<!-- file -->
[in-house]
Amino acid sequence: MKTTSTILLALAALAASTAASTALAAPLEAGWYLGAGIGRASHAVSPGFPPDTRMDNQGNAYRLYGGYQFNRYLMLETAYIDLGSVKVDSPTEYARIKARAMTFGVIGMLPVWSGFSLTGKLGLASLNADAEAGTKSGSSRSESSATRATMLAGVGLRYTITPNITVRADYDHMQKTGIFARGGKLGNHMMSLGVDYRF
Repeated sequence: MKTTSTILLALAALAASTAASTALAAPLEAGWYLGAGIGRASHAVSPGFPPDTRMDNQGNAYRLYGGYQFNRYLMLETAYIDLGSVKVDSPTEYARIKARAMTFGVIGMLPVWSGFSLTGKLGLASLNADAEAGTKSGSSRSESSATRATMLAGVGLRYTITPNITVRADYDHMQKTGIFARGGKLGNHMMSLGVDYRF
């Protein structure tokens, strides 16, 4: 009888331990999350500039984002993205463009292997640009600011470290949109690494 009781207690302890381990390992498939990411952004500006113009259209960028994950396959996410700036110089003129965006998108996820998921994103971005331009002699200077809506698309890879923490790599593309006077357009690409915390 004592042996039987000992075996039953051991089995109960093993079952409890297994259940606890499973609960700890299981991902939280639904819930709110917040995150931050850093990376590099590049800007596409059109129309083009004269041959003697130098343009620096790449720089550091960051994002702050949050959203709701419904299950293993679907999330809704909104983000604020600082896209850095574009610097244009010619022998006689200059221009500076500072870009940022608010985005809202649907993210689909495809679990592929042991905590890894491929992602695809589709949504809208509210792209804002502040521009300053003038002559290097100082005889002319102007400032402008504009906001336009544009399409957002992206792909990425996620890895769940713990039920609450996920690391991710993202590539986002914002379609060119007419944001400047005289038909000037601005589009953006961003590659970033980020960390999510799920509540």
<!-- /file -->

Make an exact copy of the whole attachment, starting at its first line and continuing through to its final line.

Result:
[in-house]
Amino acid sequence: MKTTSTILLALAALAASTAASTALAAPLEAGWYLGAGIGRASHAVSPGFPPDTRMDNQGNAYRLYGGYQFNRYLMLETAYIDLGSVKVDSPTEYARIKARAMTFGVIGMLPVWSGFSLTGKLGLASLNADAEAGTKSGSSRSESSATRATMLAGVGLRYTITPNITVRADYDHMQKTGIFARGGKLGNHMMSLGVDYRF
Repeated sequence: MKTTSTILLALAALAASTAASTALAAPLEAGWYLGAGIGRASHAVSPGFPPDTRMDNQGNAYRLYGGYQFNRYLMLETAYIDLGSVKVDSPTEYARIKARAMTFGVIGMLPVWSGFSLTGKLGLASLNADAEAGTKSGSSRSESSATRATMLAGVGLRYTITPNITVRADYDHMQKTGIFARGGKLGNHMMSLGVDYRF
């Protein structure tokens, strides 16, 4: 009888331990999350500039984002993205463009292997640009600011470290949109690494 009781207690302890381990390992498939990411952004500006113009259209960028994950396959996410700036110089003129965006998108996820998921994103971005331009002699200077809506698309890879923490790599593309006077357009690409915390 004592042996039987000992075996039953051991089995109960093993079952409890297994259940606890499973609960700890299981991902939280639904819930709110917040995150931050850093990376590099590049800007596409059109129309083009004269041959003697130098343009620096790449720089550091960051994002702050949050959203709701419904299950293993679907999330809704909104983000604020600082896209850095574009610097244009010619022998006689200059221009500076500072870009940022608010985005809202649907993210689909495809679990592929042991905590890894491929992602695809589709949504809208509210792209804002502040521009300053003038002559290097100082005889002319102007400032402008504009906001336009544009399409957002992206792909990425996620890895769940713990039920609450996920690391991710993202590539986002914002379609060119007419944001400047005289038909000037601005589009953006961003590659970033980020960390999510799920509540």